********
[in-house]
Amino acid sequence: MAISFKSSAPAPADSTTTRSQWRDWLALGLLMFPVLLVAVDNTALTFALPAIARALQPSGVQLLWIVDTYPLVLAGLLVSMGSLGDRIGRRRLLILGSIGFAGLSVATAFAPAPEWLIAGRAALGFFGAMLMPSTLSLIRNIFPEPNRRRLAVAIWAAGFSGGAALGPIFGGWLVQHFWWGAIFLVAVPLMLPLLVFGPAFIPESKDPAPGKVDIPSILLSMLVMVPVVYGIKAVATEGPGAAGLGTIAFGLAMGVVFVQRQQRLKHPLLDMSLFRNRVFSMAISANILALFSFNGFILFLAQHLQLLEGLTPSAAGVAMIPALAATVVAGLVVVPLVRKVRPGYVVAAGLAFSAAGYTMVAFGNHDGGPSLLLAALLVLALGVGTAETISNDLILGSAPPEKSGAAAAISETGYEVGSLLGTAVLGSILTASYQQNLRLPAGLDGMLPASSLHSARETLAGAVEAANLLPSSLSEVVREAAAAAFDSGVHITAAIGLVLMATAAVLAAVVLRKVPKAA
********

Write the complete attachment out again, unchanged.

[in-house]
Amino acid sequence: MAISFKSSAPAPADSTTTRSQWRDWLALGLLMFPVLLVAVDNTALTFALPAIARALQPSGVQLLWIVDTYPLVLAGLLVSMGSLGDRIGRRRLLILGSIGFAGLSVATAFAPAPEWLIAGRAALGFFGAMLMPSTLSLIRNIFPEPNRRRLAVAIWAAGFSGGAALGPIFGGWLVQHFWWGAIFLVAVPLMLPLLVFGPAFIPESKDPAPGKVDIPSILLSMLVMVPVVYGIKAVATEGPGAAGLGTIAFGLAMGVVFVQRQQRLKHPLLDMSLFRNRVFSMAISANILALFSFNGFILFLAQHLQLLEGLTPSAAGVAMIPALAATVVAGLVVVPLVRKVRPGYVVAAGLAFSAAGYTMVAFGNHDGGPSLLLAALLVLALGVGTAETISNDLILGSAPPEKSGAAAAISETGYEVGSLLGTAVLGSILTASYQQNLRLPAGLDGMLPASSLHSARETLAGAVEAANLLPSSLSEVVREAAAAAFDSGVHITAAIGLVLMATAAVLAAVVLRKVPKAA